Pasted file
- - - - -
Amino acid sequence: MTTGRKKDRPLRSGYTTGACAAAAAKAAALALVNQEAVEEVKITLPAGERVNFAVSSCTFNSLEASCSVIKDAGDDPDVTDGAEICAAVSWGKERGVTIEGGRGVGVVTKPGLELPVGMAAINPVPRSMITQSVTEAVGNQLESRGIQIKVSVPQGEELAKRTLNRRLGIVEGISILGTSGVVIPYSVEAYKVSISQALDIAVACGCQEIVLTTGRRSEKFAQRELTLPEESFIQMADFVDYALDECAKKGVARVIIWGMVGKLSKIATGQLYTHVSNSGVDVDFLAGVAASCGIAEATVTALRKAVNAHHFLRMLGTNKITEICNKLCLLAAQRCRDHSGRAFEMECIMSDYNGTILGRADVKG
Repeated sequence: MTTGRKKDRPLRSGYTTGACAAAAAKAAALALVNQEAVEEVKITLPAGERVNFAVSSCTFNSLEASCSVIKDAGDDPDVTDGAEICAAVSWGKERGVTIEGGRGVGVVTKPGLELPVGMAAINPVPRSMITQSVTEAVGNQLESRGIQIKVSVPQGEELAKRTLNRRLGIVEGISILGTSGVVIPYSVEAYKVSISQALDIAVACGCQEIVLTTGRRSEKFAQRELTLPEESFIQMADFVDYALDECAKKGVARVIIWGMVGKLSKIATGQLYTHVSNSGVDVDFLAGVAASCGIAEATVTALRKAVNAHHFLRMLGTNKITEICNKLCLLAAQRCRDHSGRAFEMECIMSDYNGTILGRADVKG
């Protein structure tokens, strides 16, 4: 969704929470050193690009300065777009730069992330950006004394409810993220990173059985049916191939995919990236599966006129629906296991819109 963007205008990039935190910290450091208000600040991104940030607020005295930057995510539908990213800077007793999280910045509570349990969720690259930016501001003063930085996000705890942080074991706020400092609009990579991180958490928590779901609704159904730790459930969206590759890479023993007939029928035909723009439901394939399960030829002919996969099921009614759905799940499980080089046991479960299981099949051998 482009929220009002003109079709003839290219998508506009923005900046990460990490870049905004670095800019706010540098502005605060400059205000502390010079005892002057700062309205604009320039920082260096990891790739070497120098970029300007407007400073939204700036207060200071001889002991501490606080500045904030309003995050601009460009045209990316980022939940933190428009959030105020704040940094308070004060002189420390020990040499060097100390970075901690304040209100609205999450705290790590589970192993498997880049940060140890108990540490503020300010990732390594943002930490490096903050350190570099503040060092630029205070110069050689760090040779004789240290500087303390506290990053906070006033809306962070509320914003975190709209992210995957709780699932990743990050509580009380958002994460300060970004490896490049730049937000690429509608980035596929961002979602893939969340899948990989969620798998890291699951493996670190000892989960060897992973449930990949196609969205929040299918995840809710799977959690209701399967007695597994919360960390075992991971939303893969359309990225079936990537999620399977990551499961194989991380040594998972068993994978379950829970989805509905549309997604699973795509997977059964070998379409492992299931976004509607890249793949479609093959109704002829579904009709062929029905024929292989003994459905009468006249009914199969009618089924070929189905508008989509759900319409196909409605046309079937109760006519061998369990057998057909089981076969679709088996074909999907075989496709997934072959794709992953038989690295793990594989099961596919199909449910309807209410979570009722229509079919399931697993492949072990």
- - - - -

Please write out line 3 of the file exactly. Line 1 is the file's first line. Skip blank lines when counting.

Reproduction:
């Protein structure tokens, strides 16, 4: 969704929470050193690009300065777009730069992330950006004394409810993220990173059985049916191939995919990236599966006129629906296991819109 963007205008990039935190910290450091208000600040991104940030607020005295930057995510539908990213800077007793999280910045509570349990969720690259930016501001003063930085996000705890942080074991706020400092609009990579991180958490928590779901609704159904730790459930969206590759890479023993007939029928035909723009439901394939399960030829002919996969099921009614759905799940499980080089046991479960299981099949051998 482009929220009002003109079709003839290219998508506009923005900046990460990490870049905004670095800019706010540098502005605060400059205000502390010079005892002057700062309205604009320039920082260096990891790739070497120098970029300007407007400073939204700036207060200071001889002991501490606080500045904030309003995050601009460009045209990316980022939940933190428009959030105020704040940094308070004060002189420390020990040499060097100390970075901690304040209100609205999450705290790590589970192993498997880049940060140890108990540490503020300010990732390594943002930490490096903050350190570099503040060092630029205070110069050689760090040779004789240290500087303390506290990053906070006033809306962070509320914003975190709209992210995957709780699932990743990050509580009380958002994460300060970004490896490049730049937000690429509608980035596929961002979602893939969340899948990989969620798998890291699951493996670190000892989960060897992973449930990949196609969205929040299918995840809710799977959690209701399967007695597994919360960390075992991971939303893969359309990225079936990537999620399977990551499961194989991380040594998972068993994978379950829970989805509905549309997604699973795509997977059964070998379409492992299931976004509607890249793949479609093959109704002829579904009709062929029905024929292989003994459905009468006249009914199969009618089924070929189905508008989509759900319409196909409605046309079937109760006519061998369990057998057909089981076969679709088996074909999907075989496709997934072959794709992953038989690295793990594989099961596919199909449910309807209410979570009722229509079919399931697993492949072990």